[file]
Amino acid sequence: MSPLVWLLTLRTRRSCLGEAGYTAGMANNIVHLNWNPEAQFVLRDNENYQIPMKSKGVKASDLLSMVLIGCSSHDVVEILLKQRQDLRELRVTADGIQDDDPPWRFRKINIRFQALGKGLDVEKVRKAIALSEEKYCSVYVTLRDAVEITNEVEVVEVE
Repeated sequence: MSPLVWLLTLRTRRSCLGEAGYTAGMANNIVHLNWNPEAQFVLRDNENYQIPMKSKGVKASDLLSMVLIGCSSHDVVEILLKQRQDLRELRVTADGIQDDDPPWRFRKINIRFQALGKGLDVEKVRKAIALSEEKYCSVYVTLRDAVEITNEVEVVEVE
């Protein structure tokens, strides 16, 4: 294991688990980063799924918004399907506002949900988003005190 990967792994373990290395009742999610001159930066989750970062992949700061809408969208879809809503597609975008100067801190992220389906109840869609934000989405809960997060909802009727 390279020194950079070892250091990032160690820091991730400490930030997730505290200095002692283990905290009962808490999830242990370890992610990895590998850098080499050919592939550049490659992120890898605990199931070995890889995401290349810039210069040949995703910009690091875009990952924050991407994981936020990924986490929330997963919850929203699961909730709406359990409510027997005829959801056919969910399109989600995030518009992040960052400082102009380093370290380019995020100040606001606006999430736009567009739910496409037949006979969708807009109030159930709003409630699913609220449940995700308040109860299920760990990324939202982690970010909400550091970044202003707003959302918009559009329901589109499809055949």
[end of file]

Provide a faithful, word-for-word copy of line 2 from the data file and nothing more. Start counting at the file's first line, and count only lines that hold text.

Repeated sequence: MSPLVWLLTLRTRRSCLGEAGYTAGMANNIVHLNWNPEAQFVLRDNENYQIPMKSKGVKASDLLSMVLIGCSSHDVVEILLKQRQDLRELRVTADGIQDDDPPWRFRKINIRFQALGKGLDVEKVRKAIALSEEKYCSVYVTLRDAVEITNEVEVVEVE